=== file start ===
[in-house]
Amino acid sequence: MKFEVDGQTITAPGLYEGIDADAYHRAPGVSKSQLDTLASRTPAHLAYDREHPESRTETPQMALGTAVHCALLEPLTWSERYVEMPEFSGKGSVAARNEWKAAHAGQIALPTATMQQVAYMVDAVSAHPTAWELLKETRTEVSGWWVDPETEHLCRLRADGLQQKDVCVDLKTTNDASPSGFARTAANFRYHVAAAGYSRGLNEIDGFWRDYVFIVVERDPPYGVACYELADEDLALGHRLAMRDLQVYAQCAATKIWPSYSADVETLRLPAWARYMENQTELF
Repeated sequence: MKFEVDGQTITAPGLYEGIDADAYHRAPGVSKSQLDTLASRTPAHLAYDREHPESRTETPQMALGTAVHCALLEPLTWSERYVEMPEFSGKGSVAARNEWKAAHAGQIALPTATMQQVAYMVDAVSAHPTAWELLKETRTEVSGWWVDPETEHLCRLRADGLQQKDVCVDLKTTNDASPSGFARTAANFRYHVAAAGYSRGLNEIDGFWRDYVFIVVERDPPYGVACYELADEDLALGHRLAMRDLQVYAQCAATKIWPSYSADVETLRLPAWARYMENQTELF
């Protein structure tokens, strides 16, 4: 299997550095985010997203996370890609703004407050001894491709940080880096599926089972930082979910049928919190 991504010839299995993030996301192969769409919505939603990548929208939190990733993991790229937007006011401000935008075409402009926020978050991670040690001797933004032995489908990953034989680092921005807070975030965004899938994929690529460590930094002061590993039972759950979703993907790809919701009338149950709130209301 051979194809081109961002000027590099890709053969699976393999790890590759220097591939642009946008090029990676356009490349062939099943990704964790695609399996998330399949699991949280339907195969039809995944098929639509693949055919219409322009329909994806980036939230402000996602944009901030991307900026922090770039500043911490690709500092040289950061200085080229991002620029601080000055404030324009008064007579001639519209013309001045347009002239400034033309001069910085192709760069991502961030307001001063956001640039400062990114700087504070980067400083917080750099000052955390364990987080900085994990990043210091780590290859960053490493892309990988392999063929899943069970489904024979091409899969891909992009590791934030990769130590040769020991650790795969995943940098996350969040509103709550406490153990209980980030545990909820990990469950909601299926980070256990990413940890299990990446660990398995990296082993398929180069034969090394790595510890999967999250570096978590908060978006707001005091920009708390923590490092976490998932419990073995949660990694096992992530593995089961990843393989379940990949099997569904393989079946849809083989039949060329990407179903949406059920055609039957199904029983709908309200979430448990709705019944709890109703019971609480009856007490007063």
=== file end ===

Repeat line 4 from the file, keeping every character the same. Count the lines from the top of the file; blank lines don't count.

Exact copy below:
């Protein structure tokens, strides 16, 4: 299997550095985010997203996370890609703004407050001894491709940080880096599926089972930082979910049928919190 991504010839299995993030996301192969769409919505939603990548929208939190990733993991790229937007006011401000935008075409402009926020978050991670040690001797933004032995489908990953034989680092921005807070975030965004899938994929690529460590930094002061590993039972759950979703993907790809919701009338149950709130209301 051979194809081109961002000027590099890709053969699976393999790890590759220097591939642009946008090029990676356009490349062939099943990704964790695609399996998330399949699991949280339907195969039809995944098929639509693949055919219409322009329909994806980036939230402000996602944009901030991307900026922090770039500043911490690709500092040289950061200085080229991002620029601080000055404030324009008064007579001639519209013309001045347009002239400034033309001069910085192709760069991502961030307001001063956001640039400062990114700087504070980067400083917080750099000052955390364990987080900085994990990043210091780590290859960053490493892309990988392999063929899943069970489904024979091409899969891909992009590791934030990769130590040769020991650790795969995943940098996350969040509103709550406490153990209980980030545990909820990990469950909601299926980070256990990413940890299990990446660990398995990296082993398929180069034969090394790595510890999967999250570096978590908060978006707001005091920009708390923590490092976490998932419990073995949660990694096992992530593995089961990843393989379940990949099997569904393989079946849809083989039949060329990407179903949406059920055609039957199904029983709908309200979430448990709705019944709890109703019971609480009856007490007063």